Dr. Lorraine T. Cole has the important job of trying to help Black women lead healthier, longer lives. As president and chief executive officer of the Black Women's Health Imperative, she takes time from conferences and meetings at the Capitol to talk about Black women's health and moving her organization forward.
1. What is the objective of the Black Women's Health Imperative? The Imperative is a not-for-profit education, research, advocacy and leadership development organization. It was incorporated in 1983 by pioneering health activist Byllye Avery, who empowered African-American women to be educated health care consumers. The Imperative is the only national organization devoted solely to improving the health status of the nation's 19.5 million Black women and girls.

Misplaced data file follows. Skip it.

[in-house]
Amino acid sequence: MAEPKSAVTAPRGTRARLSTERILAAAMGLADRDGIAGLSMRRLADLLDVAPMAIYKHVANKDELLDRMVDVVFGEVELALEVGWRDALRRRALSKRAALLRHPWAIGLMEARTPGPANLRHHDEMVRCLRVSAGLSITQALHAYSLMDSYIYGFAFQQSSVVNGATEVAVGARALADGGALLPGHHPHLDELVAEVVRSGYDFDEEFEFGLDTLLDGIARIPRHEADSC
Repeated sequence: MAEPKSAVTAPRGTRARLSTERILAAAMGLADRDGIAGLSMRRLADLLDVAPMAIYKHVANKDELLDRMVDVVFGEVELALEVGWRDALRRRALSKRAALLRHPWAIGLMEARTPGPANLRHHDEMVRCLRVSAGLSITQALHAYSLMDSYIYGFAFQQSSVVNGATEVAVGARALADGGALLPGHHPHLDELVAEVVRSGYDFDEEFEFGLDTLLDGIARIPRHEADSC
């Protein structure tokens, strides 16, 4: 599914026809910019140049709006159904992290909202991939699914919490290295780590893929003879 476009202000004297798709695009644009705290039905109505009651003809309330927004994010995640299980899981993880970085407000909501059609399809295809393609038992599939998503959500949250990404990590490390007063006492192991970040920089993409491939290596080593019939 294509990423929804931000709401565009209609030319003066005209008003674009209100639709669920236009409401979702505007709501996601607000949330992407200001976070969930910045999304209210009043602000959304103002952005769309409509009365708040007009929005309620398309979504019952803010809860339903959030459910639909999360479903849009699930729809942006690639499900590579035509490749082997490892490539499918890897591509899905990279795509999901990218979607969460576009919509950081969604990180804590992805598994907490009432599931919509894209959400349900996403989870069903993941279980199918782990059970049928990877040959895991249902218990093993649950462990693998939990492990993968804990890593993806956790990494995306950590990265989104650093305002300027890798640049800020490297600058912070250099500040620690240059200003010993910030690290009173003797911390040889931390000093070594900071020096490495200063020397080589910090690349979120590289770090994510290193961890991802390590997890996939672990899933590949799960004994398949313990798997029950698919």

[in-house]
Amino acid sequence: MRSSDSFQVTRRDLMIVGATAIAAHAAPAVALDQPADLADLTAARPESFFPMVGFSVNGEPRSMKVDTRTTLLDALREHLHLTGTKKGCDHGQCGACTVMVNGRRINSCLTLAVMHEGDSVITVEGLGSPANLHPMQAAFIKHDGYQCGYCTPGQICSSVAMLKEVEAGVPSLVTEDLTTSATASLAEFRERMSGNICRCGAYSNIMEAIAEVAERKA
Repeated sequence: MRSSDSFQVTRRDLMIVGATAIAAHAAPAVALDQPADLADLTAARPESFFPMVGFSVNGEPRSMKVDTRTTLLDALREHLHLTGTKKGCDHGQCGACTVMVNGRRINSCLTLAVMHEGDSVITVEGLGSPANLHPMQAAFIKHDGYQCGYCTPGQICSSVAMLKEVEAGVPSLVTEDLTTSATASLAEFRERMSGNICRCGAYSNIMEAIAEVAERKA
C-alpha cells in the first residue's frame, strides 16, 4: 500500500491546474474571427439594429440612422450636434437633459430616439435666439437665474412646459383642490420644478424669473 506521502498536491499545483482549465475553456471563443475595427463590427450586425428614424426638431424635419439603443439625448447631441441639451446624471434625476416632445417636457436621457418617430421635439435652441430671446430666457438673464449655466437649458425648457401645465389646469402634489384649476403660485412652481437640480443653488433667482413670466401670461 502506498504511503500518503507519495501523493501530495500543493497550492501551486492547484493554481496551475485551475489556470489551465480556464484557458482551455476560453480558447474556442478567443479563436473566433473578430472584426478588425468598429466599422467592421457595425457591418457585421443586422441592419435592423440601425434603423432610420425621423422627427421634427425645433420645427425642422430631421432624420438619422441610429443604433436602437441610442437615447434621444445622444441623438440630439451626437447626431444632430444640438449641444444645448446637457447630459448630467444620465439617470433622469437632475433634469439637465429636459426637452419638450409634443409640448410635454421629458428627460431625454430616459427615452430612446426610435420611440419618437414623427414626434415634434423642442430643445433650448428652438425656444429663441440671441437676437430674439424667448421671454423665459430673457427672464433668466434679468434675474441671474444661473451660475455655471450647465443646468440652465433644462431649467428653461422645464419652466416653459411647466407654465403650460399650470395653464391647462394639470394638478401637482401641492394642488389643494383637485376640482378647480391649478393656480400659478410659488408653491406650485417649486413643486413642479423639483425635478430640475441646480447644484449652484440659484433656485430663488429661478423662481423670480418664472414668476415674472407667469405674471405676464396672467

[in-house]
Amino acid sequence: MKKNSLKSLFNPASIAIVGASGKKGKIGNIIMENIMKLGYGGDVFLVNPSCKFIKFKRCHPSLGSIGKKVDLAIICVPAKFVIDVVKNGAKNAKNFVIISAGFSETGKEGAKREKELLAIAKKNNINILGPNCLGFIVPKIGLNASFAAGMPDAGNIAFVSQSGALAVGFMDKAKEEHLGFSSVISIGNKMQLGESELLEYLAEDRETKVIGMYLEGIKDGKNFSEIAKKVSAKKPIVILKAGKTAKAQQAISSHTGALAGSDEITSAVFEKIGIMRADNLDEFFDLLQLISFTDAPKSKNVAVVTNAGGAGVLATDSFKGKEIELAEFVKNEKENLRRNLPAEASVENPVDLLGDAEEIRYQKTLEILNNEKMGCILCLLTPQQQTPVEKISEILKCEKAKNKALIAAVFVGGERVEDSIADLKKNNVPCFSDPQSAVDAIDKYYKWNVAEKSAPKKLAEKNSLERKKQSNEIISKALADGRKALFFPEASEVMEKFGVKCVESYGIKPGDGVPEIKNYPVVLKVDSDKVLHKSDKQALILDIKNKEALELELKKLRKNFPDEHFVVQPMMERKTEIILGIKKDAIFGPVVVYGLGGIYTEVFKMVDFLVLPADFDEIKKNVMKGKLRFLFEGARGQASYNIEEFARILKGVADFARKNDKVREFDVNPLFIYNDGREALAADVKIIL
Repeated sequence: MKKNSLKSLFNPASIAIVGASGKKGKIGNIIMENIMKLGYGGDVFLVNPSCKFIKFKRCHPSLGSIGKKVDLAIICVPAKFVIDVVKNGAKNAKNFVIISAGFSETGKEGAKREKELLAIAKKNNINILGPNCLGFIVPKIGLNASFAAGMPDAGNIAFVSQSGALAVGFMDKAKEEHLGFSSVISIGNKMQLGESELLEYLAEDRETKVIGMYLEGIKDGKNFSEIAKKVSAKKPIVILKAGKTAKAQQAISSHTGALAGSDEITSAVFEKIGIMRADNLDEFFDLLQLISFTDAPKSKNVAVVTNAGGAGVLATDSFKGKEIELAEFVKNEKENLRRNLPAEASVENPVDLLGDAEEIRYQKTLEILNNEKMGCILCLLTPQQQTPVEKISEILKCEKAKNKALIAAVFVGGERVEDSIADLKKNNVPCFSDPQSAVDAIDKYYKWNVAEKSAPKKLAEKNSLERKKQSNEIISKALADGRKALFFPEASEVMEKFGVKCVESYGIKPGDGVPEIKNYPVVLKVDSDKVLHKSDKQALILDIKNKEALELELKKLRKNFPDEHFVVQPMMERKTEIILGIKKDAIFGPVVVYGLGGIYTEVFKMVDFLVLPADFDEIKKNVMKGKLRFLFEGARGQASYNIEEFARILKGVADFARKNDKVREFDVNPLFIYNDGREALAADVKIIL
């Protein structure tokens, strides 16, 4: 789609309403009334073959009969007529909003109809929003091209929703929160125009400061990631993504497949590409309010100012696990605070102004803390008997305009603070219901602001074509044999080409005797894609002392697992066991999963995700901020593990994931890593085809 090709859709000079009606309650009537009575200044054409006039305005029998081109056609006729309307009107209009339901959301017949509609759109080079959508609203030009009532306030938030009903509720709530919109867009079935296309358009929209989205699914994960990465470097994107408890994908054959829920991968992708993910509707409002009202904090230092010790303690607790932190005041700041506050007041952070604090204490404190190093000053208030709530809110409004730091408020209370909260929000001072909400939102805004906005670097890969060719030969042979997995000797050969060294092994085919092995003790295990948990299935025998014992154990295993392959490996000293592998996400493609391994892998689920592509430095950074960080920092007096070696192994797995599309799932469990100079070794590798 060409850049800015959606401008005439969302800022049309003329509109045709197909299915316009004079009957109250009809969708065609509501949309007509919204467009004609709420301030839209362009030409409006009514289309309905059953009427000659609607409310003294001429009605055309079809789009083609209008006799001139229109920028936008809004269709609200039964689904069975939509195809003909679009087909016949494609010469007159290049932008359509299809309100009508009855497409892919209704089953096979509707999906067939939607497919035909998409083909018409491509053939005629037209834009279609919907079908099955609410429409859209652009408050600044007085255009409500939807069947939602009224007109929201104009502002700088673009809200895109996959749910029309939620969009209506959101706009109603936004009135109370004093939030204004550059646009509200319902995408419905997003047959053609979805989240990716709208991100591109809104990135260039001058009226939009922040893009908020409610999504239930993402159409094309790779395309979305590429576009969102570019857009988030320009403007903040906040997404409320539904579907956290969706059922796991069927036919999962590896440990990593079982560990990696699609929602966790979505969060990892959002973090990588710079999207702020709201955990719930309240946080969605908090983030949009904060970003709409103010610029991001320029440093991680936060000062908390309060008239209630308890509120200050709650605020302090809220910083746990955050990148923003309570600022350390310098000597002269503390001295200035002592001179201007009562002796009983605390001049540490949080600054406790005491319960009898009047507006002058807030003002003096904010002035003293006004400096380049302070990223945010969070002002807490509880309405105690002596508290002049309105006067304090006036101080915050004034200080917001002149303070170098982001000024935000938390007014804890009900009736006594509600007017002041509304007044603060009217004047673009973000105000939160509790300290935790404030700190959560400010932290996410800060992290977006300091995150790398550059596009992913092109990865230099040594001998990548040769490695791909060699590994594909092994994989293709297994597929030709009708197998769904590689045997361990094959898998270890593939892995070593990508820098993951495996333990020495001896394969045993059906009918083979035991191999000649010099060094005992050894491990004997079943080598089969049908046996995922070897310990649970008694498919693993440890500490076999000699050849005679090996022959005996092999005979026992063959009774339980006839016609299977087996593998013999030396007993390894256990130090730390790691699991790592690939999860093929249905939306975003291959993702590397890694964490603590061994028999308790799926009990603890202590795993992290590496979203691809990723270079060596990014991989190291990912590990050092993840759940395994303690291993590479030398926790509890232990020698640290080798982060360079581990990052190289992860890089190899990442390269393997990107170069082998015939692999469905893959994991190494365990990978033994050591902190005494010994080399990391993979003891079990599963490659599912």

2. What is the biggest health problem Black women face today? Heart disease is the No. 1 killer of all American women. It kills African-American women at four times the rate of White women. Each year, more than 40,000 Black women die from heart disease, the causes of which are preventable. Risk factors for heart disease include cigarette smoking, hypertension, high blood cholesterol, obesity, physical inactivity and diabetes. The more risk factors an individual has, the more likely she will develop cardiovascular disease. Just as great a concern is the rapid spread of HIV among Black women, the fastest-growing population of new cases, accounting for two-thirds of new HIV/AIDS cases among women.
3. Why have African-American women become the fastest-growing group of new HIM/AIDS cases in this country? It is a result of unprotected sex with an infected partner. Biologically, women are more susceptible to contracting the virus than men and, subsequently, contract the disease at twice the rate as men. Women often believe they are in a monogamous relationship when they are not. …